Not false. True life events. Been doing it for years. Weird. Always worksFalse. On new unworn parts the tolerances are much tighter. And seeing how most of your bearings are friction bearings you need the higher lubricity from the assembly lube. Not always does oil pressure come instantly. I had a 2v in an old truck of mine that wouldn't get oIL pressure for a good 5-10 seconds upon starting after an oil change. Imaging what a dry engine is like. Also, assembly lube doesn't drip and drain out like standard oil. Yes there will always be some there, but not enough to float the crank or cams.
Don't get your panties in a bunch..A damn joke.lol. Tell me again how something ive done a hundred times doesnt work.oil is not going to drain away when sandwiched between a bearing. I use assembly lube mostly,but i run out alot. It really hasnt made a difference either way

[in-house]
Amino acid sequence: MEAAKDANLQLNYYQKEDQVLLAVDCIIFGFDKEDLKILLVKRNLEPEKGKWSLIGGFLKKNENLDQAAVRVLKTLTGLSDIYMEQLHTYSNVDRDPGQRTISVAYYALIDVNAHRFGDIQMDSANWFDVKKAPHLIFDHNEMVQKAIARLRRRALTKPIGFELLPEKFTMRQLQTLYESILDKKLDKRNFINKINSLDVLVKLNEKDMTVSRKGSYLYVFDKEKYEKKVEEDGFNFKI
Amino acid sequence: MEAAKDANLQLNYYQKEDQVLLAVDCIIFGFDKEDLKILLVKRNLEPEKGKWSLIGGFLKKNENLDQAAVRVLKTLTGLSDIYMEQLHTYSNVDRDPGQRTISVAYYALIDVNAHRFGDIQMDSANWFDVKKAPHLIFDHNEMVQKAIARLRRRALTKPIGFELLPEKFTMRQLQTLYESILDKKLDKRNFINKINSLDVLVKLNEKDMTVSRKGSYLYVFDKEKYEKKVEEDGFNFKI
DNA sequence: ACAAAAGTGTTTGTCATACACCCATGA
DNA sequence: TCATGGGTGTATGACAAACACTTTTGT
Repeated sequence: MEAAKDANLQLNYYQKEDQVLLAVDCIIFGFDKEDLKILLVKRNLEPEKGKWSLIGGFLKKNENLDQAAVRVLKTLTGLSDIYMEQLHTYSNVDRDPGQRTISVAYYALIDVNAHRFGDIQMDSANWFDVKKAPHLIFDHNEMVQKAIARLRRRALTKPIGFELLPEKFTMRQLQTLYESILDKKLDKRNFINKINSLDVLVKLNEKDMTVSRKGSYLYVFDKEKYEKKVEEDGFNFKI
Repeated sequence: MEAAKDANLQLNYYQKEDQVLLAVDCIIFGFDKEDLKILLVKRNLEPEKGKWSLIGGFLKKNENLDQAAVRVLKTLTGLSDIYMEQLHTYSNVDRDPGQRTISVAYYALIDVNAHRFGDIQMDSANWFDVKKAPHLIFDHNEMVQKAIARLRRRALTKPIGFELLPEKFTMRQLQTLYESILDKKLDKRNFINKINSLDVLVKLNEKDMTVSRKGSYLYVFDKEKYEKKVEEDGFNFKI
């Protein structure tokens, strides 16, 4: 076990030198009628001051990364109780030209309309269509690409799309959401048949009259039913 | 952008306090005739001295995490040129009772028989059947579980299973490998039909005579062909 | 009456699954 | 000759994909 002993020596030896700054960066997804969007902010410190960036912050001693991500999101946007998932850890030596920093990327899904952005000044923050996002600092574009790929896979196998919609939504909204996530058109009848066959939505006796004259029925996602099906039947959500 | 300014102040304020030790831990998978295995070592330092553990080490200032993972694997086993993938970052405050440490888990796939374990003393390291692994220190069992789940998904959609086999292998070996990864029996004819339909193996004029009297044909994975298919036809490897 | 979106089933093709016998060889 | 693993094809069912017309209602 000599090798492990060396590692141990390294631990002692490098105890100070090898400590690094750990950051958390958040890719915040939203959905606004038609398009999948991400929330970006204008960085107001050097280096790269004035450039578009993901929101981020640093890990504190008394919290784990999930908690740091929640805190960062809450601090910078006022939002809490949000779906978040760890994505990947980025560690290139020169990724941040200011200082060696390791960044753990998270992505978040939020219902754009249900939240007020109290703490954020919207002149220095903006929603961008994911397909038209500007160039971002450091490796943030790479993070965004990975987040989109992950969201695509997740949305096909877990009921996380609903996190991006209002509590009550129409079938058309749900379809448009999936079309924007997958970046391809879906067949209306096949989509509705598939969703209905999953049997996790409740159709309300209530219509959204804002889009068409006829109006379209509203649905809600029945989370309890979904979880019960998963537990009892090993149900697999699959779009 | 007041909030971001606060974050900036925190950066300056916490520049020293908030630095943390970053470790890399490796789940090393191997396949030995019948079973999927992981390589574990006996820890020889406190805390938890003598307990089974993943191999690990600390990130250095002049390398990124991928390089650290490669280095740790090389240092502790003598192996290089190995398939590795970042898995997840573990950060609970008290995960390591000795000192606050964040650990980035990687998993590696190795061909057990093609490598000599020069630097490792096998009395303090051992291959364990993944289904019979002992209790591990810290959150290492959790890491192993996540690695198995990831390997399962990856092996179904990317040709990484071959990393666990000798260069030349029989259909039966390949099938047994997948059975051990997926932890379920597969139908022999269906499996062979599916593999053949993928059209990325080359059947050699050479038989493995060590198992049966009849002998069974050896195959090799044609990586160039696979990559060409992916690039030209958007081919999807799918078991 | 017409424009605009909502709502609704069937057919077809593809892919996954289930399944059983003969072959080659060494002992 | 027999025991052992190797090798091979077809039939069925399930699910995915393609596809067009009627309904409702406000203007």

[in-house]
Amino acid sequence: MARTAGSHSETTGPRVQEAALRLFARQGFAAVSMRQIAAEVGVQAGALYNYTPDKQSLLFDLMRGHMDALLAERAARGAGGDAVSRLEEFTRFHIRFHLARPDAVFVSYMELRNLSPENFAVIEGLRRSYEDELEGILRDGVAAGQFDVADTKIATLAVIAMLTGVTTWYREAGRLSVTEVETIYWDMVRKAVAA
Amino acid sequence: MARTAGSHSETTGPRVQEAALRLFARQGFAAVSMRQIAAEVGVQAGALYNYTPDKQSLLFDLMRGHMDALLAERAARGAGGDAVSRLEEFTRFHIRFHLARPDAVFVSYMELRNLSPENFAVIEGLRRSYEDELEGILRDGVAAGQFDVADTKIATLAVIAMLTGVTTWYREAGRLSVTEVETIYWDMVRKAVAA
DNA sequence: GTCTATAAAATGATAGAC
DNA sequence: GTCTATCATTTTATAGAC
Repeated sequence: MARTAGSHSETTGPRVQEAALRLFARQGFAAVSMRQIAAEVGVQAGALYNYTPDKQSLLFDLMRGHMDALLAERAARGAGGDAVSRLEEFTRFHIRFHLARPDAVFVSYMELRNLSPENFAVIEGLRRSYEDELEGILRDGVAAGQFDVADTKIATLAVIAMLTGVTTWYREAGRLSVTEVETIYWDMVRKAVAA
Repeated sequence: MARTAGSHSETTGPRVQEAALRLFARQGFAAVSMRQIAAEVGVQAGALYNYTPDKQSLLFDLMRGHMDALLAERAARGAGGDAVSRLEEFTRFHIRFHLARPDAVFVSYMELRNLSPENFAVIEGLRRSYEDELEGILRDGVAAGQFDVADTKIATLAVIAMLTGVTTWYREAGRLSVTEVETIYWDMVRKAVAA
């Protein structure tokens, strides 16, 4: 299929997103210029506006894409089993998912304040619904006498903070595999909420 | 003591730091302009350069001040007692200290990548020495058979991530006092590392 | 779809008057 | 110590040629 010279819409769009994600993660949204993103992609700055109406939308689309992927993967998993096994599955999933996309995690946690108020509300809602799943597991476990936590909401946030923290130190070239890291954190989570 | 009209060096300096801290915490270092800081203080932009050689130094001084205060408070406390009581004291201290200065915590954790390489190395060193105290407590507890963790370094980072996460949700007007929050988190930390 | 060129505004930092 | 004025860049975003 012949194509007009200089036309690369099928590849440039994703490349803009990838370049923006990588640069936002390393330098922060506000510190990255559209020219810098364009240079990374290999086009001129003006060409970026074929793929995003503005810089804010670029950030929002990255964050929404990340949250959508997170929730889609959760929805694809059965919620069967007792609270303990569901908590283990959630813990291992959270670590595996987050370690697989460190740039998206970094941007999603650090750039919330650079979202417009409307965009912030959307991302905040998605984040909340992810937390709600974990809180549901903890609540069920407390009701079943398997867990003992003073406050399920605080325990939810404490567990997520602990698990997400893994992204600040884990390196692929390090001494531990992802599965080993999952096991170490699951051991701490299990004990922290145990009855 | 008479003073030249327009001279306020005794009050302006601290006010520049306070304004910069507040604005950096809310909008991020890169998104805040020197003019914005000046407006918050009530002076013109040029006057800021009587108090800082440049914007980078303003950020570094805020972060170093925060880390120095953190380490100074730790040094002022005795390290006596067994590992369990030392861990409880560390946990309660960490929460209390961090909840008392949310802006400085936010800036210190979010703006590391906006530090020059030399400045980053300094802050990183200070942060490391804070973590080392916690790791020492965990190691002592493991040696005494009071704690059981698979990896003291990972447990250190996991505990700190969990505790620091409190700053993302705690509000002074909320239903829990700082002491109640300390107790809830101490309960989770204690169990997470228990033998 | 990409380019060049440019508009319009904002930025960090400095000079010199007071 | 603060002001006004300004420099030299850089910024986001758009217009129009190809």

I dont think theyre TTY? Ive never had a additional degree to torque to on mine...? Now im wondering lol.After a nice little bit of much desired rest, I got the header flanges sanded down. They look even to the eye, and are less than 0.010" out of true, which should be plenty with those thick Felpro gaskets.
I also just remembered I need a new set of pressure plate bolts since those are TTY.
According to the manual it's 33 ft-lb +60 deg. The old SBF ones are non-TTY though.I dont think theyre TTY? Ive never had a additional degree to torque to on mine...? Now im wondering lol.
As for assembly lube, ARP moly is what I prefer. Not worth the risk of damaging bearings/crank for a 10$ bottle IMO.
Oil changed after 100 miles lol. Next one was 500, then 1000, then normal changes after that.As long as we're beating this horse to death, heres one more blow-
If you use a lot of moly assembly lube its a good idea to swap the oil filter after the initial fire up. If you used a lot of moly it can partially plug up the filter, causing it to go into bypass mode and not do any filtering.